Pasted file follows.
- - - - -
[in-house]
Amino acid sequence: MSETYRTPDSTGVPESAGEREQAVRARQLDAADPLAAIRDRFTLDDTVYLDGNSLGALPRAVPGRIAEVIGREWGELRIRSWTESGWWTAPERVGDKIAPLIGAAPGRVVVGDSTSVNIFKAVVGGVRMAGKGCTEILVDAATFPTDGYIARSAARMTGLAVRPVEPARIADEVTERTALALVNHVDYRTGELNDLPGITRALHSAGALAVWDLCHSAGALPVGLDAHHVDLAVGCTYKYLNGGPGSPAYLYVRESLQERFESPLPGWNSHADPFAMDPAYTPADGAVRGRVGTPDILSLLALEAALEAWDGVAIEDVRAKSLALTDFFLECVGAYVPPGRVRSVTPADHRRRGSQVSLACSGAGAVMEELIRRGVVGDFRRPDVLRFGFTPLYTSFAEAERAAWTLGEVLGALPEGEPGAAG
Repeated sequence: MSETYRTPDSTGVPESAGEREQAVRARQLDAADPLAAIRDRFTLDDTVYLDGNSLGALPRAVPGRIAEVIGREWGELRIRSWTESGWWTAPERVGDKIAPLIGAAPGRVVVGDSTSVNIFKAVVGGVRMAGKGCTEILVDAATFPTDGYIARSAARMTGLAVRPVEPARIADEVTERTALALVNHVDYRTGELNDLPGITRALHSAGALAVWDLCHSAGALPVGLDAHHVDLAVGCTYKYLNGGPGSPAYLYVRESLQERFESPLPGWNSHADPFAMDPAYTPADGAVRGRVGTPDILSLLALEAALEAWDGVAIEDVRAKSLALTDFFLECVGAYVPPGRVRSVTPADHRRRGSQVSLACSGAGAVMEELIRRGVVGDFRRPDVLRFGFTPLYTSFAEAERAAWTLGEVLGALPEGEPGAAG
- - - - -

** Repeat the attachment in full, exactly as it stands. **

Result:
[in-house]
Amino acid sequence: MSETYRTPDSTGVPESAGEREQAVRARQLDAADPLAAIRDRFTLDDTVYLDGNSLGALPRAVPGRIAEVIGREWGELRIRSWTESGWWTAPERVGDKIAPLIGAAPGRVVVGDSTSVNIFKAVVGGVRMAGKGCTEILVDAATFPTDGYIARSAARMTGLAVRPVEPARIADEVTERTALALVNHVDYRTGELNDLPGITRALHSAGALAVWDLCHSAGALPVGLDAHHVDLAVGCTYKYLNGGPGSPAYLYVRESLQERFESPLPGWNSHADPFAMDPAYTPADGAVRGRVGTPDILSLLALEAALEAWDGVAIEDVRAKSLALTDFFLECVGAYVPPGRVRSVTPADHRRRGSQVSLACSGAGAVMEELIRRGVVGDFRRPDVLRFGFTPLYTSFAEAERAAWTLGEVLGALPEGEPGAAG
Repeated sequence: MSETYRTPDSTGVPESAGEREQAVRARQLDAADPLAAIRDRFTLDDTVYLDGNSLGALPRAVPGRIAEVIGREWGELRIRSWTESGWWTAPERVGDKIAPLIGAAPGRVVVGDSTSVNIFKAVVGGVRMAGKGCTEILVDAATFPTDGYIARSAARMTGLAVRPVEPARIADEVTERTALALVNHVDYRTGELNDLPGITRALHSAGALAVWDLCHSAGALPVGLDAHHVDLAVGCTYKYLNGGPGSPAYLYVRESLQERFESPLPGWNSHADPFAMDPAYTPADGAVRGRVGTPDILSLLALEAALEAWDGVAIEDVRAKSLALTDFFLECVGAYVPPGRVRSVTPADHRRRGSQVSLACSGAGAVMEELIRRGVVGDFRRPDVLRFGFTPLYTSFAEAERAAWTLGEVLGALPEGEPGAAG